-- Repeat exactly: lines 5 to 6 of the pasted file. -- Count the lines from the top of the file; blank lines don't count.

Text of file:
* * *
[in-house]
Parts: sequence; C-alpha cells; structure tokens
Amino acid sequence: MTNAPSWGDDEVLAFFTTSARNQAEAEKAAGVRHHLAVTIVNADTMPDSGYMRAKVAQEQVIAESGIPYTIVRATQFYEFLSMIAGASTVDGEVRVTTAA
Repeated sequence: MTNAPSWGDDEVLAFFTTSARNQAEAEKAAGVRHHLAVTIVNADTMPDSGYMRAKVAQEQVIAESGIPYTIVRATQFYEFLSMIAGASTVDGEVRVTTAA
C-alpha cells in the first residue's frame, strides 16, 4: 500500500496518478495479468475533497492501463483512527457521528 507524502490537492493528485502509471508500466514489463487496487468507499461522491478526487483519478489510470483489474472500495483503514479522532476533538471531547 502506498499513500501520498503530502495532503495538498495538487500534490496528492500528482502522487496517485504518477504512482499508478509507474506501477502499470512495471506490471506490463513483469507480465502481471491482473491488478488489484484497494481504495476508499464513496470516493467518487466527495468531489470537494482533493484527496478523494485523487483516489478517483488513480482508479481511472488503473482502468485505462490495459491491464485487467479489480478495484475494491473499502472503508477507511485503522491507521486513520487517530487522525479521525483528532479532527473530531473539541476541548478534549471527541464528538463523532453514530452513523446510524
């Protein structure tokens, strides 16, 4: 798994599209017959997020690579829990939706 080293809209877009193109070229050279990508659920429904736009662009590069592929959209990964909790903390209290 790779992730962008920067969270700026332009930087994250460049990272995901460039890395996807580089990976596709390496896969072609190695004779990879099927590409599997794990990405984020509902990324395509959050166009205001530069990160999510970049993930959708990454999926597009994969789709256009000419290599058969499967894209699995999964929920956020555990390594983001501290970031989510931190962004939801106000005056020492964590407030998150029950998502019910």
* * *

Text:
C-alpha cells in the first residue's frame, strides 16, 4: 500500500496518478495479468475533497492501463483512527457521528 507524502490537492493528485502509471508500466514489463487496487468507499461522491478526487483519478489510470483489474472500495483503514479522532476533538471531547 502506498499513500501520498503530502495532503495538498495538487500534490496528492500528482502522487496517485504518477504512482499508478509507474506501477502499470512495471506490471506490463513483469507480465502481471491482473491488478488489484484497494481504495476508499464513496470516493467518487466527495468531489470537494482533493484527496478523494485523487483516489478517483488513480482508479481511472488503473482502468485505462490495459491491464485487467479489480478495484475494491473499502472503508477507511485503522491507521486513520487517530487522525479521525483528532479532527473530531473539541476541548478534549471527541464528538463523532453514530452513523446510524
């Protein structure tokens, strides 16, 4: 798994599209017959997020690579829990939706 080293809209877009193109070229050279990508659920429904736009662009590069592929959209990964909790903390209290 790779992730962008920067969270700026332009930087994250460049990272995901460039890395996807580089990976596709390496896969072609190695004779990879099927590409599997794990990405984020509902990324395509959050166009205001530069990160999510970049993930959708990454999926597009994969789709256009000419290599058969499967894209699995999964929920956020555990390594983001501290970031989510931190962004939801106000005056020492964590407030998150029950998502019910």